• Season 13 cliffhanger: After deliberately committing himself into a sanitarium in order to persuade Clayton's sister, Jessica Montford (Alexis Smith), to sign over her voting majority in WestStar Oil, J.R.'s plan backfires when Cally (Cathy Podewell) and James (Sasha Mitchell) coerce him into signing a property waiver before they will allow him to be released. Once he does, James tears up J.R.'s release papers anyway leaving him trapped in the sanitarium with no means of escape.
  • Season 14 cliffhanger: After finally losing Ewing Oil to Cliff Barnes, control of Southfork to Bobby, and being abandoned by his wife and children, a drunk and despondent J.R. begins walking around the ranch alone with a loaded gun wishing he had never been born. A gunshot is later fired in J.R.'s bedroom as Bobby returns to Southfork, and he rushes up to J.R.'s room and gasps, saying "Oh, my God!" as the series ends.

Spin-offs, sequels and adaptations[edit]

Knots Landing[edit]

Prior to the premiere of Dallas, Jacobs originated the idea for a drama series about four married couples in different stages of marriage, inspired by Ingmar Bergman's Scenes from a Marriage. However, CBS wanted a "saga-like" show, resulting in Jacobs creating Dallas.[33][18] When the series proved to be a hit, CBS reconsidered Jacobs's original idea, which evolved into Dallas spin-off series Knots Landing, premiering in late 1979.

Knots Landing followed the lives of Lucy's parents, Gary (Ted Shackelford) and Valene (Joan Van Ark), as they move to California to start a new life following the start of their second marriage in 1979. During the early seasons of Knots Landing, several Dallas actors (Larry Hagman, Patrick Duffy, Charlene Tilton, and Mary Crosby) made guest appearances in the new series, and Shackelford and Van Ark continued to make occasional appearances in Dallas. In addition to this, some storylines crossed over, such as the reading of Jock Ewing's will, with events having an impact on characters in both shows.

The ongoing bond between the two series was eventually cut in 1986, as the tenth-season premiere of Dallas declared Bobby's death the previous year had been a dream. Bobby's death had had some influence on the Knots Landing storylines as well, with Gary grieving for his dead brother while Gary's wife Abby (Donna Mills), who had lost her brother Sid (Don Murray) a few years earlier, consoled him. Abby and Greg Sumner (William Devane) then took advantage of Gary's grief and Gary's journey to Dallas for Bobby's funeral to gain politically at Empire Valley. Val also named her and Gary's son "Bobby" in memory of his late uncle. Unlike the Dallas producers, the Knots Landing producers were not prepared to reset their series, resulting in the producers cutting ties between the two shows. As a result, there were no further crossover episodes or storylines; Bobby's return was simply never addressed on Knots Landing, nor was he mentioned again (ironically on Dallas, however, mentions of Gary increased, and archive footage of Joan Van Ark appeared in Season 12). However, Shackelford and Van Ark did reprise their roles for the Dallas series finale "Conundrum" in 1991, which showed what would have happened to their characters if J.R. had never existed.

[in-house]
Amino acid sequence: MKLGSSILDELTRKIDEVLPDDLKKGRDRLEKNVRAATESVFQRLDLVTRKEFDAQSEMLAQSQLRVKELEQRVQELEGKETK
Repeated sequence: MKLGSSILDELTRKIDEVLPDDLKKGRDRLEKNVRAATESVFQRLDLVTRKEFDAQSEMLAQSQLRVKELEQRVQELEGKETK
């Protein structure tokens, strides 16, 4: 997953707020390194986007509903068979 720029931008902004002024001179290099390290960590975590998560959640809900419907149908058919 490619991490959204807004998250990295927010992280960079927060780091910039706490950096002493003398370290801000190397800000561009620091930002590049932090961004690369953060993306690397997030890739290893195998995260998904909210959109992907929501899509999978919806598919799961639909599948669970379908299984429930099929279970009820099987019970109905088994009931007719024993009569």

Between Seasons 1 and 4 of Knots Landing, there were nine episodes where Dallas characters appeared, played by their respective actors.

Season 1 (1979–80 season)
Season 2 (1980–81 season)
Season 4 (1982–83 season)

In addition to the above, Gary and Valene Ewing appeared in the following episodes of Dallas, as listed below.

Season 2 (1978–79 season)
Season 3 (1979–80 season)
Season 4 (1980–81 season)
Season 5 (1981–82 season)
Season 6 (1982–83 season)
  • Episode 5: "Jock's Will". Featuring Ted Shackelford as Gary Ewing. This episode of Dallas was directly followed by an episode of Knots Landing on the same evening titled "New Beginnings"
Season 9 (1985–86 season)
Season 10 (1986–87 season)
Season 12 (1988–89 season)
Season 14 (1990–91 season)

Films and reunions[edit]

A prequel story, Dallas: The Early Years, was a made-for-TV movie that first aired on March 23, 1986, on CBS during season 9 of the TV series. The movie starred David Grant as Digger Barnes, Dale Midkiff as Jock Ewing, Molly Hagan as Miss Ellie Southworth Ewing, David Wilson as Jason Ewing, and Hoyt Axton as Aaron Southworth, and was introduced by Larry Hagman in the role of J.R. Ewing. Detailing the origins of the Barnes-Ewing feud and the creation of Ewing Oil, and covering a timespan from 1933 to 1951, the movie was written by series creator David Jacobs.

There were also two made-for-TV reunion movies that aired on CBS several years after the series ended: Dallas: J.R. Returns (1996), which resolved the series finale cliffhanger; and the 20th anniversary movie Dallas: War of the Ewings (1998). Alongside returning series stars (Patrick Duffy, Larry Hagman, Linda Gray, George Kennedy, Ken Kercheval and Steve Kanaly), and recurring cast (Omri Katz, Audrey Landers, Deborah Rennard and George O. Petrie), the two telefilms also introduced new characters – most notably up-and-coming lawyer Anita Smithfield, played by Tracy Scoggins. The younger characters Christopher Ewing, and Cliff and Afton's daughter Pamela Rebecca were recast with Chris Demetral and Deborah Kellner taking on the roles.